KUSA - Two skiers survived two separate avalanches in Colorado on Saturday afternoon.
One was in Larimer County, on Cameron Pass.
The skier got caught up in the slide, but swam to stay on top of the snow. That person escaped with an injured knee.
On Berthoud Pass, a backcountry skier triggered a slide, but wasn't hurt. Still, it took rescue crews hours to get to her.
The avalanche danger is high in most places across Colorado. Experts say it's because of a rapid transition from a cold snap to warmer temperatures, and the recent dump of snow the high country has seen.
The woman trapped on Berthoud Pass was skiing with friends, but she had gone off by herself when she triggered the slide.
Rescuers say the snow is only about three or four feet deep, but the slide was big enough the woman was afraid to come down on her own.
Rescue crews from Grand County, as well as volunteer rescuers worked for hours to safely get the woman down.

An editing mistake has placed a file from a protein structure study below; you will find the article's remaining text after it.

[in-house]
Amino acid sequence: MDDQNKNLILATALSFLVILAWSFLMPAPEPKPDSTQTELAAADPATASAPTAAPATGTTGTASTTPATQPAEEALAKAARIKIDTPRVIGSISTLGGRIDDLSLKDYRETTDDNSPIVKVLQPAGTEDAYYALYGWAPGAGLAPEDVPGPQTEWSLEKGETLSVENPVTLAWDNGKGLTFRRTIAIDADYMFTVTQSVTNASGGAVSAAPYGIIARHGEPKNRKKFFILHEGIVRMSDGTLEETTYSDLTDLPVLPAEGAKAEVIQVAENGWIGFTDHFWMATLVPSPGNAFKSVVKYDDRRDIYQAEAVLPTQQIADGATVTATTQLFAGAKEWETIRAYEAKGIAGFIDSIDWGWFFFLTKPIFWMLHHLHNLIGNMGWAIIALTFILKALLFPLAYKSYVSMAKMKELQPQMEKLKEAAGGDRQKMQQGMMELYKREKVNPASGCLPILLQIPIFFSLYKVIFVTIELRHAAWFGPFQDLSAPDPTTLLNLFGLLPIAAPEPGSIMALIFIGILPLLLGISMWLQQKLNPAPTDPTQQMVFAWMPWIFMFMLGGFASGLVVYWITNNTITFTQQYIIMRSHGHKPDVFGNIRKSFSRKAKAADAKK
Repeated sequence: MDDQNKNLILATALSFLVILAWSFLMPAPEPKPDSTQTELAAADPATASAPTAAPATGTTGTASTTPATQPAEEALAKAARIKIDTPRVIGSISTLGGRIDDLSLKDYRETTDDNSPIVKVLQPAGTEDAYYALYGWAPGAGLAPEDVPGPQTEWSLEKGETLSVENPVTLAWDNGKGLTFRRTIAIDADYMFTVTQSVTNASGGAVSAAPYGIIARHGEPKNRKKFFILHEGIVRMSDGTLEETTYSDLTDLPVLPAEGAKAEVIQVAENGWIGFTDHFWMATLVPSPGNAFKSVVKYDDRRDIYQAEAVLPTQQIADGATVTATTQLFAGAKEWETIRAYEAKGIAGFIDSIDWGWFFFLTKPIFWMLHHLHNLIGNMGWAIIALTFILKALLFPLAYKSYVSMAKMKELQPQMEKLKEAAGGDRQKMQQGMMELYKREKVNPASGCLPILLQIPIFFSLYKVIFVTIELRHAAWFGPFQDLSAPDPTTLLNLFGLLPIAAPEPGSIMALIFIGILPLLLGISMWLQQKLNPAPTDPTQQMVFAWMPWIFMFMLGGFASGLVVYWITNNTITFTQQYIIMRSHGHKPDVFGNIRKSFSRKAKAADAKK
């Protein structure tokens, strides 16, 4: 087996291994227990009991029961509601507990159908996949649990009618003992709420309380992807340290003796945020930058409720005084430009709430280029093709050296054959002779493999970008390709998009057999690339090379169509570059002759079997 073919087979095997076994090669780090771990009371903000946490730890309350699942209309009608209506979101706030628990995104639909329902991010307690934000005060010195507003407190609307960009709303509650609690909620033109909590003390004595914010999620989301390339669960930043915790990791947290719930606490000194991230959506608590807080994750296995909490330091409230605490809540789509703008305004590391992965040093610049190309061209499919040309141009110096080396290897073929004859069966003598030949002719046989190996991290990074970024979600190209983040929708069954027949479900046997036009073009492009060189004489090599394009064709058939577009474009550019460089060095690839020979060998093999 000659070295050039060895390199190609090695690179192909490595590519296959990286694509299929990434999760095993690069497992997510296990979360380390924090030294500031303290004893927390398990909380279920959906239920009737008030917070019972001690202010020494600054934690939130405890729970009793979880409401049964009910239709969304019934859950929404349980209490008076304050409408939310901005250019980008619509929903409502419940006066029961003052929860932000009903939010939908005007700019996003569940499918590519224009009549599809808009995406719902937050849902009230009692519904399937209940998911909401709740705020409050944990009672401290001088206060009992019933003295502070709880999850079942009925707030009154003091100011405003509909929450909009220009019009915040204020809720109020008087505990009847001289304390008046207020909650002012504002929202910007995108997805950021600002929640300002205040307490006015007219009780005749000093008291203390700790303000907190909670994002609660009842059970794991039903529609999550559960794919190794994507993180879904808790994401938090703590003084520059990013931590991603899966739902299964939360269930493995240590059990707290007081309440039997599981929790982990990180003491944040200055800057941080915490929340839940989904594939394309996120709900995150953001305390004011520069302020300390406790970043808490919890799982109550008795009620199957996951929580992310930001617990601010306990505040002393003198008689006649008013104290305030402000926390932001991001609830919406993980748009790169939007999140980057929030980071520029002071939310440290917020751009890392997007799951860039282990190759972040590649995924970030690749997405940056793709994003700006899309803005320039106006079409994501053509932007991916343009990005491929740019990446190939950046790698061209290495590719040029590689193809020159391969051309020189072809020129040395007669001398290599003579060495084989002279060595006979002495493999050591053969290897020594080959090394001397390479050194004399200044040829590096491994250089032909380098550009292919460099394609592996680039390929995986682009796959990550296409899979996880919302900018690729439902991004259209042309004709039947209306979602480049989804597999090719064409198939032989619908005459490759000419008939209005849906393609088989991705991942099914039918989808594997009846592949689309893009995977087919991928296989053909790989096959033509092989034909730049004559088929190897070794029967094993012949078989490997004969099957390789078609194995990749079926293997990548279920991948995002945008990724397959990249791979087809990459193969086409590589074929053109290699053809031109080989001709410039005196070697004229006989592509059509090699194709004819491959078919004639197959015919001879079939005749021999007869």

Rescuers say she was experienced at backcountry skiing, which experts say is crucial, given the avalanche conditions.
"We always tell people to think about it," Grand County Emergency Management Director Ray Jennings said. "Look what you're getting into and do what's safe for you. It's great powder. A lot of people are having a good time and that's what we want people to do. We want them to have a great time in Colorado's back country, but we want them to do it as safely as possible."
When heading into the backcountry, experts say the most crucial piece of equipment to carry is an avalanche beacon.
It's unclear whether the woman rescued from Berthoud Pass had a beacon, since she was not buried.
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